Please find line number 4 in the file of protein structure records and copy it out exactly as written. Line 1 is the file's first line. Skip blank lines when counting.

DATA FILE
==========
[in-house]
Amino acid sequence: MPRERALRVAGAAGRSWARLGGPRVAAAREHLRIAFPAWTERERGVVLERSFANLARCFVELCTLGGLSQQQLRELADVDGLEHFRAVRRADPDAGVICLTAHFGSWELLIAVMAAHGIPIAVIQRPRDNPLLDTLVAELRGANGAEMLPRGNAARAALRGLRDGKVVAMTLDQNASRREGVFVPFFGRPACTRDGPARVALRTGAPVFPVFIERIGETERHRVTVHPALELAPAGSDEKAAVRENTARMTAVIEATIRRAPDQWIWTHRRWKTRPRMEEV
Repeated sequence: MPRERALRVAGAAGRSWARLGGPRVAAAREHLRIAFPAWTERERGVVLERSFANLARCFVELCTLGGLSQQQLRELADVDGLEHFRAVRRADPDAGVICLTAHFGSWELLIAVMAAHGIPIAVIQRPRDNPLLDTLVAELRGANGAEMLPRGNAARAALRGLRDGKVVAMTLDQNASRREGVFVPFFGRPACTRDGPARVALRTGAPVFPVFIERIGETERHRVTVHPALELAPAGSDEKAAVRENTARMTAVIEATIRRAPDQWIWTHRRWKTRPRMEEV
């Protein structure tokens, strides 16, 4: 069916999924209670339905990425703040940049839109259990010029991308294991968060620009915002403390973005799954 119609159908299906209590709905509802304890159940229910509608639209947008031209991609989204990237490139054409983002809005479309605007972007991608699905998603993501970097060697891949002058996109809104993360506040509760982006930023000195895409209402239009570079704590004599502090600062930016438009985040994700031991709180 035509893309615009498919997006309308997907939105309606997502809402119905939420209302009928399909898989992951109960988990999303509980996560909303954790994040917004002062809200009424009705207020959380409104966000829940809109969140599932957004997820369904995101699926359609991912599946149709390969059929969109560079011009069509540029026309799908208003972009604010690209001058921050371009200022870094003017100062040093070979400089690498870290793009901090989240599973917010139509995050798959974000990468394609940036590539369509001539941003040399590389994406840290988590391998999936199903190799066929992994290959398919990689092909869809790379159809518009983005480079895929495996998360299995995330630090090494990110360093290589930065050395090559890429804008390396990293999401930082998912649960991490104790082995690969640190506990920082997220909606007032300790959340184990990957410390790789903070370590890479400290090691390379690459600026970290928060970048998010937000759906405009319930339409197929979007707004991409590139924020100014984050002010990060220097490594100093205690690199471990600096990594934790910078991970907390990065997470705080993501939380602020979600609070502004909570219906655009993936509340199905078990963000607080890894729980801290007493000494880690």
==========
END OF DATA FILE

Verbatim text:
């Protein structure tokens, strides 16, 4: 069916999924209670339905990425703040940049839109259990010029991308294991968060620009915002403390973005799954 119609159908299906209590709905509802304890159940229910509608639209947008031209991609989204990237490139054409983002809005479309605007972007991608699905998603993501970097060697891949002058996109809104993360506040509760982006930023000195895409209402239009570079704590004599502090600062930016438009985040994700031991709180 035509893309615009498919997006309308997907939105309606997502809402119905939420209302009928399909898989992951109960988990999303509980996560909303954790994040917004002062809200009424009705207020959380409104966000829940809109969140599932957004997820369904995101699926359609991912599946149709390969059929969109560079011009069509540029026309799908208003972009604010690209001058921050371009200022870094003017100062040093070979400089690498870290793009901090989240599973917010139509995050798959974000990468394609940036590539369509001539941003040399590389994406840290988590391998999936199903190799066929992994290959398919990689092909869809790379159809518009983005480079895929495996998360299995995330630090090494990110360093290589930065050395090559890429804008390396990293999401930082998912649960991490104790082995690969640190506990920082997220909606007032300790959340184990990957410390790789903070370590890479400290090691390379690459600026970290928060970048998010937000759906405009319930339409197929979007707004991409590139924020100014984050002010990060220097490594100093205690690199471990600096990594934790910078991970907390990065997470705080993501939380602020979600609070502004909570219906655009993936509340199905078990963000607080890894729980801290007493000494880690």